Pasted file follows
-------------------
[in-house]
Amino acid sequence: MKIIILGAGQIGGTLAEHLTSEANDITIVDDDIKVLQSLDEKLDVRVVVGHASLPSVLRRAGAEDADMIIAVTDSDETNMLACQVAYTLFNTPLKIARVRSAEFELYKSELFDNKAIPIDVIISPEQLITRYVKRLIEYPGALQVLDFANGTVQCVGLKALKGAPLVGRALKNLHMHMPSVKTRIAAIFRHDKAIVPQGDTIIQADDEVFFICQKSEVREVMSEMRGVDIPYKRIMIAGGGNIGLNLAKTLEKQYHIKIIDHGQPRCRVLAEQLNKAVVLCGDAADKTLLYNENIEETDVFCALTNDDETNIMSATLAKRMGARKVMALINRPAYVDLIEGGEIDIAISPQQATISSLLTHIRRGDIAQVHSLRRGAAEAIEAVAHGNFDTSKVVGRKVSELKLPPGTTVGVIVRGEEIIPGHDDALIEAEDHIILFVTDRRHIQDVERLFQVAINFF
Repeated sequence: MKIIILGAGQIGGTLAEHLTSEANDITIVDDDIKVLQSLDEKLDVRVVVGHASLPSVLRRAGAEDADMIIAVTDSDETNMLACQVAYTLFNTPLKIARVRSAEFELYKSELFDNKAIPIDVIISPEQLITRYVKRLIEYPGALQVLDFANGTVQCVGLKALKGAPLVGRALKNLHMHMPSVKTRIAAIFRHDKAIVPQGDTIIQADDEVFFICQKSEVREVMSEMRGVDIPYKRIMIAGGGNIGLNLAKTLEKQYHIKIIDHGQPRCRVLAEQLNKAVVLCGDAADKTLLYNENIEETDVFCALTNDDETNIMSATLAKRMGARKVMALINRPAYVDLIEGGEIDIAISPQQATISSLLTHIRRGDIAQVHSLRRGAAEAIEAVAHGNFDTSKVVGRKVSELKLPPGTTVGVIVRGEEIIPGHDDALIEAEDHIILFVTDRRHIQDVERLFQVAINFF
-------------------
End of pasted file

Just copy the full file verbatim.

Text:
[in-house]
Amino acid sequence: MKIIILGAGQIGGTLAEHLTSEANDITIVDDDIKVLQSLDEKLDVRVVVGHASLPSVLRRAGAEDADMIIAVTDSDETNMLACQVAYTLFNTPLKIARVRSAEFELYKSELFDNKAIPIDVIISPEQLITRYVKRLIEYPGALQVLDFANGTVQCVGLKALKGAPLVGRALKNLHMHMPSVKTRIAAIFRHDKAIVPQGDTIIQADDEVFFICQKSEVREVMSEMRGVDIPYKRIMIAGGGNIGLNLAKTLEKQYHIKIIDHGQPRCRVLAEQLNKAVVLCGDAADKTLLYNENIEETDVFCALTNDDETNIMSATLAKRMGARKVMALINRPAYVDLIEGGEIDIAISPQQATISSLLTHIRRGDIAQVHSLRRGAAEAIEAVAHGNFDTSKVVGRKVSELKLPPGTTVGVIVRGEEIIPGHDDALIEAEDHIILFVTDRRHIQDVERLFQVAINFF
Repeated sequence: MKIIILGAGQIGGTLAEHLTSEANDITIVDDDIKVLQSLDEKLDVRVVVGHASLPSVLRRAGAEDADMIIAVTDSDETNMLACQVAYTLFNTPLKIARVRSAEFELYKSELFDNKAIPIDVIISPEQLITRYVKRLIEYPGALQVLDFANGTVQCVGLKALKGAPLVGRALKNLHMHMPSVKTRIAAIFRHDKAIVPQGDTIIQADDEVFFICQKSEVREVMSEMRGVDIPYKRIMIAGGGNIGLNLAKTLEKQYHIKIIDHGQPRCRVLAEQLNKAVVLCGDAADKTLLYNENIEETDVFCALTNDDETNIMSATLAKRMGARKVMALINRPAYVDLIEGGEIDIAISPQQATISSLLTHIRRGDIAQVHSLRRGAAEAIEAVAHGNFDTSKVVGRKVSELKLPPGTTVGVIVRGEEIIPGHDDALIEAEDHIILFVTDRRHIQDVERLFQVAINFF